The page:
Skip to content

Union head: "The Pirates have a plan"

Apr 20, 2010, 4:06 PM EDT

It was a big deal when the MLBPA went after the Florida Marlins a few months ago, essentially accusing them of pocketing revenue sharing money and not investing enough  to improve the team anywhere apart from the bottom line.  It was a serious enough criticism that even Major League Baseball agreed and the league, the union and the Marlins entered into an agreement pursuant to which the Marlins will raise their payroll over the next few years.

When that all went down fingers pointed at the other low-payroll, revenue sharing-receiving teams, and people wondered when they would be similarly pursued. Speculation immediately focused on the Pirates, who have cut payroll substantially in recent years despite moving into a nice new ballpark.

But you can forget about going after the Pirates. Union head Michael Weiner likes what they’re doing just fine:

“Are we happy with the current state of the Pirates’ payroll? Of
course we’d like to see it higher. Is it tough to see when they sign a player
like Nate McLouth and then trade him? Is it tough to see some of the
other things they’ve done? Sure. But, to date, we have been convinced
the Pirates have a plan.

“You guys have as beautiful a ballpark as there is in
the major leagues. You’ve got a phenomenal fan base and history.
(Ownership has) a plan in place, so we’ll continue to monitor it. We’ve
been satisfied so far.”

Those comments were made to students at at Penn State’s Dickinson School of Law.  Inherent in those comments, I think, is an acknowledgment that the Pirates are at a very different place on the success cycle than are the Marlins. Indeed, the shortest path between losing and winning for the Pirates is through lower payroll and giving young kids a chance as opposed to paying for more older veterans who won’t be around the next time the team has a chance to win. Compare this with the Marlins who have, for the past couple of years anyway, been a player or two away from being serious playoff contenders.

The union is often accused of being interested in nothing other than high salaries. And to be fair, getting high salaries for its members is part of its mission.  But there’s some reality and pragmatism afoot in today’s MLBPA, and this is some evidence of it.

  1. PayMeMoreMoneyOrMLBPA-U - Apr 20, 2010 at 4:46 PM

    OK, Gee, Everything is all right then as long as the Pirates have a plan. What kind of plan is it. Is it a double secret plan.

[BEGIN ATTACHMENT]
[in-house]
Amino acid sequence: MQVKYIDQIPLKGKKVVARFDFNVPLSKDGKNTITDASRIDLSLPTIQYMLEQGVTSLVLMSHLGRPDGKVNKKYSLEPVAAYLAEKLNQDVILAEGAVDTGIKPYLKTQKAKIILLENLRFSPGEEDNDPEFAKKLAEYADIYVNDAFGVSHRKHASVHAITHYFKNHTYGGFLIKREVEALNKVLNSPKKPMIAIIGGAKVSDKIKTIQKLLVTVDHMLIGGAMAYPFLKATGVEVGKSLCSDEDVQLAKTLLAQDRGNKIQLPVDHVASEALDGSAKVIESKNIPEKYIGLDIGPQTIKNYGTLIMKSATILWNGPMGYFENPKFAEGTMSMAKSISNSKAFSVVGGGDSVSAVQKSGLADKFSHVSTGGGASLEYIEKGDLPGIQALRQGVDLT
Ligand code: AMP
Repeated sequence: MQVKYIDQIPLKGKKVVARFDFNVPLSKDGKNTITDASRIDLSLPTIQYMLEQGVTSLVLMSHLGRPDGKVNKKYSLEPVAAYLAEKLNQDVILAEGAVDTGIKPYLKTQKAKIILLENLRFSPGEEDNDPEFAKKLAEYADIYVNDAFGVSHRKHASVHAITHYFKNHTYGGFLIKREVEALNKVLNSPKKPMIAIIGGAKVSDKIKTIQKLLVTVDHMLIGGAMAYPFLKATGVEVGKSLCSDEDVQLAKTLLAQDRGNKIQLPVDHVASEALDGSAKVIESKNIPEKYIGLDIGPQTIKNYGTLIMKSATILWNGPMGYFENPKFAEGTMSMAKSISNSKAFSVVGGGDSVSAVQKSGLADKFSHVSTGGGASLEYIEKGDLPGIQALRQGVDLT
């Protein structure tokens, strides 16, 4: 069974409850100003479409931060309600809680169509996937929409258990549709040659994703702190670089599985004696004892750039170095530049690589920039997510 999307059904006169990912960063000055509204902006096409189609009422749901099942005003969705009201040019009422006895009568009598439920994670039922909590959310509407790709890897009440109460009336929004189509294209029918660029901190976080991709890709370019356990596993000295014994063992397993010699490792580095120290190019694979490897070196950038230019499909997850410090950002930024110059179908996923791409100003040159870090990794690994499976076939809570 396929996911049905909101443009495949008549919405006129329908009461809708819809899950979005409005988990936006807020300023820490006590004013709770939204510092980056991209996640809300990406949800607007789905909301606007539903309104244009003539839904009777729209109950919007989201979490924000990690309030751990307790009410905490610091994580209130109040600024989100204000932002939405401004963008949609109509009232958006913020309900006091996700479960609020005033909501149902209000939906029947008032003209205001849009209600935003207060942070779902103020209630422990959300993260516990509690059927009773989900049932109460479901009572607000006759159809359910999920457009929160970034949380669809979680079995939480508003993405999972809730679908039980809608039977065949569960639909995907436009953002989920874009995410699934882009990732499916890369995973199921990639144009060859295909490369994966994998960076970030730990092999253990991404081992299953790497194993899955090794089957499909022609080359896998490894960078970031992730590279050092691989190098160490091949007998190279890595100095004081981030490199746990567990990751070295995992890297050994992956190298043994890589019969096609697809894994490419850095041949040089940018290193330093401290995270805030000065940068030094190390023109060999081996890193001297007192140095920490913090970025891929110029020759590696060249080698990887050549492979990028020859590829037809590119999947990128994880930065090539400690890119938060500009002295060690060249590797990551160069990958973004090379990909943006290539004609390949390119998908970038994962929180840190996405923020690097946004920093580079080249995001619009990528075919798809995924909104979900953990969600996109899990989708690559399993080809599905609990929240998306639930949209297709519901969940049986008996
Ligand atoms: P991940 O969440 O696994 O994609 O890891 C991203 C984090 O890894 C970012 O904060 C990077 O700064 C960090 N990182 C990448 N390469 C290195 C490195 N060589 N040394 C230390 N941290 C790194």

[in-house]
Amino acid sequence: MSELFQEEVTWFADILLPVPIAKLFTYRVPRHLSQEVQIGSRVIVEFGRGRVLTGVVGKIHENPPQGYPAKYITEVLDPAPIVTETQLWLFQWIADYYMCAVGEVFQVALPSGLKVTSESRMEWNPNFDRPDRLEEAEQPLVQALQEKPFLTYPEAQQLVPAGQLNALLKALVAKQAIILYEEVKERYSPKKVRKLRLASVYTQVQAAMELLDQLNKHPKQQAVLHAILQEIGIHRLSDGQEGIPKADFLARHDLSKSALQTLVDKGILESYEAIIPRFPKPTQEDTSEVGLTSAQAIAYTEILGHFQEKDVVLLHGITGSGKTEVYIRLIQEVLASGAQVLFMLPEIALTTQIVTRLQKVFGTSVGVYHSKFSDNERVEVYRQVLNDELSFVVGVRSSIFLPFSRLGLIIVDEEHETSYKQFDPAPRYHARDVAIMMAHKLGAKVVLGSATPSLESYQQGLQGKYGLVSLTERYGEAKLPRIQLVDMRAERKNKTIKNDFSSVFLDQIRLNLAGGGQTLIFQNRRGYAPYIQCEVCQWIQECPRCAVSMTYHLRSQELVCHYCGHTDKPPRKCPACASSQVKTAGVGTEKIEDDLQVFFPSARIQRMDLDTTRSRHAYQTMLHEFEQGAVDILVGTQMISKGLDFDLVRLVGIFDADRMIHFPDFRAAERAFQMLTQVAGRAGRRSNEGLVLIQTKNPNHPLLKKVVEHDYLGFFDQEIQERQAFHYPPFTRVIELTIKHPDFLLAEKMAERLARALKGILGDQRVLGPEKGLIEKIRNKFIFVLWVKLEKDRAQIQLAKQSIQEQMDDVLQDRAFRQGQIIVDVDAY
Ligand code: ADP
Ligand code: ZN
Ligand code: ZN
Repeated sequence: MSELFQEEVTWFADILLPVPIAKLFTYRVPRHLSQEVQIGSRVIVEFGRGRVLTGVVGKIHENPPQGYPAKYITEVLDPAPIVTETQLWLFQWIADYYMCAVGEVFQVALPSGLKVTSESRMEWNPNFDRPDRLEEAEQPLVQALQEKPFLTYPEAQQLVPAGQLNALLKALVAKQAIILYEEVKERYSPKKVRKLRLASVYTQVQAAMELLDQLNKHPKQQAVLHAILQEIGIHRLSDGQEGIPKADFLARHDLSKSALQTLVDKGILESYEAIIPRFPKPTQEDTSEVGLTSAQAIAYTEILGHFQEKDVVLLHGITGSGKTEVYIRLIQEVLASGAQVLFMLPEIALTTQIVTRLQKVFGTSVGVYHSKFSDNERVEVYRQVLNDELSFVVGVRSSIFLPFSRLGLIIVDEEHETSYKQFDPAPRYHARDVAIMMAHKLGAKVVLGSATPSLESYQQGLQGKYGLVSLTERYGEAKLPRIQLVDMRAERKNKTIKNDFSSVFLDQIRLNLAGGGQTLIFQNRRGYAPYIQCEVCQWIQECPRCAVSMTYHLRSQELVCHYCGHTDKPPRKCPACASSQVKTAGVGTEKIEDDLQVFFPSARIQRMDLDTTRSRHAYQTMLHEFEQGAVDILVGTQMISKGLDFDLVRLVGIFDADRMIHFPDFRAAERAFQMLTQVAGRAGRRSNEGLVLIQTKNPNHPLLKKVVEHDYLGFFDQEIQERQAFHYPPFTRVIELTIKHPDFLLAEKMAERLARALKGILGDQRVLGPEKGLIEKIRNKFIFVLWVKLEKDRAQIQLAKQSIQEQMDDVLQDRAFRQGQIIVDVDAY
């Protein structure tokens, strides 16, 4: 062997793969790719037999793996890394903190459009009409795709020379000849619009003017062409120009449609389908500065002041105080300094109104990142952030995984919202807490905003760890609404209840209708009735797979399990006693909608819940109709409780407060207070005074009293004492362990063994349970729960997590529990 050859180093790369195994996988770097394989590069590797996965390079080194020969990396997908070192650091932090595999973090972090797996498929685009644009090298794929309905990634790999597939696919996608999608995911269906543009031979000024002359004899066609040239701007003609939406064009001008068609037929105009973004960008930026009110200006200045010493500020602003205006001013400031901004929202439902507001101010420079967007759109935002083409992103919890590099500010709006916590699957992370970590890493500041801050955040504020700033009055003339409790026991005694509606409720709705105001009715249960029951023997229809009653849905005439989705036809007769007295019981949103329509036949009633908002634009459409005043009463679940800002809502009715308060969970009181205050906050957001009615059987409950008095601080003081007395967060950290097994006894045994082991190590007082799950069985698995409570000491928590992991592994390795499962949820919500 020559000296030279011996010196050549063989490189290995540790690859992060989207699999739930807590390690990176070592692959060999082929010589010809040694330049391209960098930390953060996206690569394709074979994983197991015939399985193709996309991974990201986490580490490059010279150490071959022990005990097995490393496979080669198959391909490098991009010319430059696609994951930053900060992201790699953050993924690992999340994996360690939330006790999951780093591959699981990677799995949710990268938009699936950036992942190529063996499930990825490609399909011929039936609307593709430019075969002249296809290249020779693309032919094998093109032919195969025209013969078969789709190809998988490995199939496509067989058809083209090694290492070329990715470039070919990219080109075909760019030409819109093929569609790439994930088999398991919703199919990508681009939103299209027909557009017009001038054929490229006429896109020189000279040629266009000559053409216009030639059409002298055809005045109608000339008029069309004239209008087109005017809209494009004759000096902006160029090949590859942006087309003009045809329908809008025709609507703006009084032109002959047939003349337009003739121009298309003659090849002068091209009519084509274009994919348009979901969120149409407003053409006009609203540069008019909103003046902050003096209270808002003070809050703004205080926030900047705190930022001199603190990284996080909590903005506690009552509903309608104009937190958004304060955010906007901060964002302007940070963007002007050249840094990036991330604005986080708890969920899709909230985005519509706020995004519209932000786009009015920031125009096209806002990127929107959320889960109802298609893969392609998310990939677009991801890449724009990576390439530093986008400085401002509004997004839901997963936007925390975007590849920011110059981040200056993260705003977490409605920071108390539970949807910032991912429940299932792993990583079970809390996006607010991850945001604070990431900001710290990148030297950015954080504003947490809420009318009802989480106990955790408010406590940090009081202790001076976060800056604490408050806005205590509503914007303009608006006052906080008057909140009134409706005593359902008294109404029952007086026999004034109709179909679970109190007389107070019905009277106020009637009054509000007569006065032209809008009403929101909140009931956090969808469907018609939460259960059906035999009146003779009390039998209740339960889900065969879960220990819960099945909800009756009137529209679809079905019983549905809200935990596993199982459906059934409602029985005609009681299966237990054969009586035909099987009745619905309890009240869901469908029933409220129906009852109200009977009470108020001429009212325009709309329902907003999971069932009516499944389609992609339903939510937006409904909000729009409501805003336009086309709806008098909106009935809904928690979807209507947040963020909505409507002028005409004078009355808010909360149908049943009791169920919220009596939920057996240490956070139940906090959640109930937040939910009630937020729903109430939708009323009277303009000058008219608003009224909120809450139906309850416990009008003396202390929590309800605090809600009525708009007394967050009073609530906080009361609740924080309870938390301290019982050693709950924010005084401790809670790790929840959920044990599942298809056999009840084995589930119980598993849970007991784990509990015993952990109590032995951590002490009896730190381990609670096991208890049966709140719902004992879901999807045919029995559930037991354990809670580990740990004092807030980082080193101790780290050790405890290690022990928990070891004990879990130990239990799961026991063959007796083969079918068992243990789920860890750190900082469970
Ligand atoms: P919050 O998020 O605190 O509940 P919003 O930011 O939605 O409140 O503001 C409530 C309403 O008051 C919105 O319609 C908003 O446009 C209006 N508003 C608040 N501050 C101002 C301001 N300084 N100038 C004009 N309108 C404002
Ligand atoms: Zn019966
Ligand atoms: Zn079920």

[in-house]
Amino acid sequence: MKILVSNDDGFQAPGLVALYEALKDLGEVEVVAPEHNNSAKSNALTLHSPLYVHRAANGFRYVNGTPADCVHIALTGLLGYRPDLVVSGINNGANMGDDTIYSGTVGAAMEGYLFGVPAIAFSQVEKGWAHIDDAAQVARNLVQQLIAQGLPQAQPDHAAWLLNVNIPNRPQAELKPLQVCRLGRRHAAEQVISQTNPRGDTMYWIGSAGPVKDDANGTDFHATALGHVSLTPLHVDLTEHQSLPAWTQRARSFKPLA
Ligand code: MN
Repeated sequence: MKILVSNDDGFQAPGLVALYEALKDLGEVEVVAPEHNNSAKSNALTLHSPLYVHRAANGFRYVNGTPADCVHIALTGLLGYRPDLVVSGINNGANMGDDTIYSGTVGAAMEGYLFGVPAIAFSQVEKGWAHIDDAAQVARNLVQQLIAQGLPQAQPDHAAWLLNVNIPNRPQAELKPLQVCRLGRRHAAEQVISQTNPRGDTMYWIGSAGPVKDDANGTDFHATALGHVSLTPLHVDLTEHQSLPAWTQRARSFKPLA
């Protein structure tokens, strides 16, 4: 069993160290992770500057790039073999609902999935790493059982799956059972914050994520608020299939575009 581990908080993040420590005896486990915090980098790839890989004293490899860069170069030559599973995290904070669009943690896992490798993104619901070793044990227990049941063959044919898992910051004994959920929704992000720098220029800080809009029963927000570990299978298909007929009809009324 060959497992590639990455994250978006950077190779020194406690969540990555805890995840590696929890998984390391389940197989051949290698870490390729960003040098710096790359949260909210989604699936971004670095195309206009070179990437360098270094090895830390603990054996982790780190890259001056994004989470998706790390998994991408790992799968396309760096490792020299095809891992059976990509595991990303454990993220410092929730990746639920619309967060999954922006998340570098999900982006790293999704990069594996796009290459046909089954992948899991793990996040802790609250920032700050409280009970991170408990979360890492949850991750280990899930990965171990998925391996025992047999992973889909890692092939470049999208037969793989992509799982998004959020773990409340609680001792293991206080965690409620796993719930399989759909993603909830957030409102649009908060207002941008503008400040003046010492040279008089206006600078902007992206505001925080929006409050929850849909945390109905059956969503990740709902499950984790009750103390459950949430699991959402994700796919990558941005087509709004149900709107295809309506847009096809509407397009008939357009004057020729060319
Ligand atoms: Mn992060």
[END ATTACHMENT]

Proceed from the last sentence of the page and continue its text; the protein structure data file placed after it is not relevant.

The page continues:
2. funi - Apr 20, 2010 at 5:04 PM

    Pirates win w.s. in 2012!!!

  3. Charles Gates - Apr 20, 2010 at 8:57 PM

    Michael Weiner seems really smart. By the players union showing that they’re not just going to accuse every low spending team of screwing players, it gives their serious accusations a whole lot more credability.

  4. Michael - Apr 20, 2010 at 9:32 PM

    I think the principle Weiner is going by is simple: every owner in MLB > the Lorias.
    And they’re going to get a new ballpark.

  5. MVD - Apr 20, 2010 at 11:50 PM

    Considering that they just swept a team that the majority sees as doing things right and heading towards contention (my Reds), it seems like the Pirates plan is doing just fine.

  6. Moses Green - Apr 21, 2010 at 8:22 AM

    For once I agree with an MLB official. The Pirates have a plan, they’re doing it the right way. I even understand all of their recent trades, even if I don’t agree with all of them. They know who they are, and are building a solid foundation. The Feesh on the other hand, win a ring, then implode the franchise. Twice now. They are all alone and unique in the history of professional sports franchises. No team has ever spit all over their fanbase with more enthusiasm or reckless disregard.

Leave Comment

You must be logged in to leave a comment. Not a member? Register now!

Top 10 MLB Player Searches
  1. D. Wright (2975)
  2. D. Span (2526)
  3. G. Stanton (2459)
  4. J. Fernandez (2423)
  5. G. Springer (2399)
  1. Y. Puig (2305)
  2. F. Rodney (2207)
  3. M. Teixeira (2175)
  4. G. Perkins (2065)
  5. H. Olivera (1927)